Paraguay | Freedom House

Freedom of the Press

Paraguay

Paraguay

Freedom of the Press 2005

2005 Scores

Press Status

Partly Free

Press Freedom Score
(0 = best, 100 = worst)

56

Political Environment
(0 = best, 40 = worst)

21

Economic Environment
(0 = best, 30 = worst)

18

The Colorado Party has for the past 57 years governed Paraguay, ranked by Transparency International as the most corrupt country in Latin America. Press freedom is hampered by the harassment and intimidation of journalists, corruption in the justice system as it relates to libel and defamation laws, and a concentrated media ownership structure, much of it with close ties to government and business elites. The constitution provides for freedom of expression and the press; however, defamation and libel laws are enforced irregularly, with plantiffs often receiving a favorable ruling if they agree to share the settlement with the judge. In September, the Inter-American Court of Human Rights ruled that a criminal defamation conviction in Paraguay against former presidential candidate Ricardo Canese (imprisoned without trial in 1992 after losing a libel suit brought by Juan Carlos Wasmosy, the man who defeated him for the presidency that year) violated international law because it was "an excessive limitation in a democratic society." Vague and potentially restrictive laws mandating "responsible" behavior from journalists and media owners continue to threaten free expression. There also exists a tendency to conceal public information, as evidenced by the passage of a law that did not include an article guaranteeing public access to sworn statements by officials about their assets.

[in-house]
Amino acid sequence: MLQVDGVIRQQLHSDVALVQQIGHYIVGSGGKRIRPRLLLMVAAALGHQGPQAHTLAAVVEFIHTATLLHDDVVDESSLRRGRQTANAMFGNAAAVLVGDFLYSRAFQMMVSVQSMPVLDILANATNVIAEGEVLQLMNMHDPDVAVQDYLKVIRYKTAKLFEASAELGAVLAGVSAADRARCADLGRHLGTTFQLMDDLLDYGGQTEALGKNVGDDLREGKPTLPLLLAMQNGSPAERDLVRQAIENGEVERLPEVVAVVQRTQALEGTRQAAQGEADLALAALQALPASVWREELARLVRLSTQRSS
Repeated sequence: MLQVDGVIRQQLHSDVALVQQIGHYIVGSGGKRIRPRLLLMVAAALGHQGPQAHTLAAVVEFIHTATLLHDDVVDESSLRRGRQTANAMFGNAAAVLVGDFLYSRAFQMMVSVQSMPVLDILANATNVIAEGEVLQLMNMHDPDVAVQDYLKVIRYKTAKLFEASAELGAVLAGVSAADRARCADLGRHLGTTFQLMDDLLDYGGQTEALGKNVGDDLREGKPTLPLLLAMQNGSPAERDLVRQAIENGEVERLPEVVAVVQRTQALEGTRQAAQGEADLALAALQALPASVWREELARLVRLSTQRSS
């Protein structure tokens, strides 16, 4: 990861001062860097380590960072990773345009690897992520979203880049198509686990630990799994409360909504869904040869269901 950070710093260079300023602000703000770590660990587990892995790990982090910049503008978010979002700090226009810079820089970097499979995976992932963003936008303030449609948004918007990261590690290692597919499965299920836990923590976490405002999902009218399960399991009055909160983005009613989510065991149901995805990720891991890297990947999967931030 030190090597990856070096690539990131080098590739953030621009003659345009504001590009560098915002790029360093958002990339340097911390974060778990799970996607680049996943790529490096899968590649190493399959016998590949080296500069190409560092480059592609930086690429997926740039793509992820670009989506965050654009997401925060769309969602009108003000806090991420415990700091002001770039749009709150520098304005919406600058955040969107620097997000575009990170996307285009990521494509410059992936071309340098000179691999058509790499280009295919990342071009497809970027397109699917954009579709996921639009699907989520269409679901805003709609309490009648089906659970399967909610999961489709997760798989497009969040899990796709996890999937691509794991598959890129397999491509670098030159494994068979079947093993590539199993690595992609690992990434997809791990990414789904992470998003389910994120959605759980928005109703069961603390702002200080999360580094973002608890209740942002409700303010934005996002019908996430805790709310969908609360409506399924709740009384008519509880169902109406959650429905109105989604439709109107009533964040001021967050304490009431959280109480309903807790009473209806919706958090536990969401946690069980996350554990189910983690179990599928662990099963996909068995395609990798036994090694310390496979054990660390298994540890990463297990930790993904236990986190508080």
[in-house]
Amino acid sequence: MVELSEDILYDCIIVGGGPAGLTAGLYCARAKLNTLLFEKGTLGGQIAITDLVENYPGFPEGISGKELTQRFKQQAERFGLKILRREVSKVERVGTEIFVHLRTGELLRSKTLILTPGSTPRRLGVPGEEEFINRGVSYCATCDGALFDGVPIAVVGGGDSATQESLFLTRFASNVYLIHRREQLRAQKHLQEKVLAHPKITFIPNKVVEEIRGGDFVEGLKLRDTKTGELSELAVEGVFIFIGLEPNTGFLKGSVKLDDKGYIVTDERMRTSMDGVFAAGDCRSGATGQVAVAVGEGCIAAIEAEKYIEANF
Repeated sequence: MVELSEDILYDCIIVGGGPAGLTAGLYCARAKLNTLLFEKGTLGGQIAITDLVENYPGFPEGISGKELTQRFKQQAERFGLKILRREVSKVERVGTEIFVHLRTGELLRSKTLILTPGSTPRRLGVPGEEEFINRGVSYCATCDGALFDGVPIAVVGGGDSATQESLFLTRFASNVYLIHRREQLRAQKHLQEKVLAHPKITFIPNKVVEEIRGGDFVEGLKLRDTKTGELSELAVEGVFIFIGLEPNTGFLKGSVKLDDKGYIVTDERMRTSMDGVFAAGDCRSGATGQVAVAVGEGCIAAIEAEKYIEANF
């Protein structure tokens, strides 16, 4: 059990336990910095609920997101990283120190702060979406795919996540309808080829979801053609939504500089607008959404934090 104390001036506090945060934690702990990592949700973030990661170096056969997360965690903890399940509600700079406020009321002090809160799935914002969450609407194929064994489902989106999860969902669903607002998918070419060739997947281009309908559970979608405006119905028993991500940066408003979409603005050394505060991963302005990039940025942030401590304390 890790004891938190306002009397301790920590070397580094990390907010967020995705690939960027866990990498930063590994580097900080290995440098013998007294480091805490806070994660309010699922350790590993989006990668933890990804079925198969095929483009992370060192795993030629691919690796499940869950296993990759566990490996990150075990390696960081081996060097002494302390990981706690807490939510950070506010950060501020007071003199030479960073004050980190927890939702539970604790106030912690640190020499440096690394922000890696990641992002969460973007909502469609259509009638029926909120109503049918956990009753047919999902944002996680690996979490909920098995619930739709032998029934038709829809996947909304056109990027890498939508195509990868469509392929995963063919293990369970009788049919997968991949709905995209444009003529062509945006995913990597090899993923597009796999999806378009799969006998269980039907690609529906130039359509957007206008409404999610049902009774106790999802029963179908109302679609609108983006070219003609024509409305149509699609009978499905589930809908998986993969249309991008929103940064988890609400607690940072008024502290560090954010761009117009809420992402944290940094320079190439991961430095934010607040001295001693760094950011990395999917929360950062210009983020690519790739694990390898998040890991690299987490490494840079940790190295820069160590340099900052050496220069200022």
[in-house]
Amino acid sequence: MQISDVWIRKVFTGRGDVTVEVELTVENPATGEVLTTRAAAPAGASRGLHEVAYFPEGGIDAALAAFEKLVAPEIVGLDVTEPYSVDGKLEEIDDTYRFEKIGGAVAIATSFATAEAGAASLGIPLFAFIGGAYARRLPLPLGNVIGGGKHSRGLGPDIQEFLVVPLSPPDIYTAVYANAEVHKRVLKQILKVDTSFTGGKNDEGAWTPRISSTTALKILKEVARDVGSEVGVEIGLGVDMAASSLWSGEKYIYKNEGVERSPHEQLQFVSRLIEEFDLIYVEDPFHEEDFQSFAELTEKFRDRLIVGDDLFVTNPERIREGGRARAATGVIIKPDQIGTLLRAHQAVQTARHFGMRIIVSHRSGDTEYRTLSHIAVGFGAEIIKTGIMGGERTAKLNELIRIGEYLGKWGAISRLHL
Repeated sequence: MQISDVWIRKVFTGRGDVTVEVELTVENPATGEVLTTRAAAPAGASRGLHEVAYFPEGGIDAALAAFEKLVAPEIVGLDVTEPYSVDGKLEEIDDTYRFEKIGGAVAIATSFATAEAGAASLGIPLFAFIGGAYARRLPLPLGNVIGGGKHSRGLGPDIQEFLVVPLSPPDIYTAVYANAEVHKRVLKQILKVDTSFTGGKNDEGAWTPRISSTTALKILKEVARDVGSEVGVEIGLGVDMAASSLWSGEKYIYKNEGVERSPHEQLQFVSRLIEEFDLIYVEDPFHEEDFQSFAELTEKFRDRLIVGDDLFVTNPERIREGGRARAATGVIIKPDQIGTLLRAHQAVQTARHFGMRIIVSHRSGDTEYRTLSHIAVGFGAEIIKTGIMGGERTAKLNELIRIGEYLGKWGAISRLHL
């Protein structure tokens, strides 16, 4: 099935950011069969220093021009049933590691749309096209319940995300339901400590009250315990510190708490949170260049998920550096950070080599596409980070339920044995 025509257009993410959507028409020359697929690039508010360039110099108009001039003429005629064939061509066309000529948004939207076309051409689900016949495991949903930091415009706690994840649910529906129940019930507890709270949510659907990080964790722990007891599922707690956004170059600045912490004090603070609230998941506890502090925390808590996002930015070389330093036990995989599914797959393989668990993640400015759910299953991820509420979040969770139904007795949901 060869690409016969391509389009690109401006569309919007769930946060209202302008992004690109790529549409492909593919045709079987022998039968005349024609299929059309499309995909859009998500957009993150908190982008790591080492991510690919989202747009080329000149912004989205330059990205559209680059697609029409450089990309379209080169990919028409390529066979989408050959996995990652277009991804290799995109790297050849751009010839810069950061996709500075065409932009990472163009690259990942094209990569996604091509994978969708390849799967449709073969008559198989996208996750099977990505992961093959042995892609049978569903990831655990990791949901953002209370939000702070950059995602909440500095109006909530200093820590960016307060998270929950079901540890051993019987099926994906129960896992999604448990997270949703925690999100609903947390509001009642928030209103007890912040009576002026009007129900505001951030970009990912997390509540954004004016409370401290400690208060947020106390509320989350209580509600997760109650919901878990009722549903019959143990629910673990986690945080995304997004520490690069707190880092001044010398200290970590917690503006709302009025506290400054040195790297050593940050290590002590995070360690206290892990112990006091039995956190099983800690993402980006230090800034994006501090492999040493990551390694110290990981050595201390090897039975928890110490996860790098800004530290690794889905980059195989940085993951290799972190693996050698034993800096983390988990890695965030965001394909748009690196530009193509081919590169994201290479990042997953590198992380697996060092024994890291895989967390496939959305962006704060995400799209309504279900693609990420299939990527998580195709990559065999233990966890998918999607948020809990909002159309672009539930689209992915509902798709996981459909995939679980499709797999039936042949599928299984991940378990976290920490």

In 2004, the Inter-American Press Association noted that "the status of press freedom was marked by several attempts by government officials to interfere with the free practice of journalism, either by resorting directly to force or by using court rulings and legislation." Journalists investigating corruption or covering strikes and protests are often the victims of intimidation or violent attack by security forces, including torture and even death threats from politicians in the presence of legal authorities. On April 21, radio reporter Samuel Roman was shot dead by two men riding on a motorcycle in the Paraguayan border town of Capitan Bado. Several cases of journalists having been murdered remain unsolved.

A number of private television and radio stations exist, as do several independent newspapers. However, media ownership is highly concentrated and heavily tied to the interlocking Colorado and business elite. There is only one state-owned media outlet, Radio Nacional, which has a limited audience.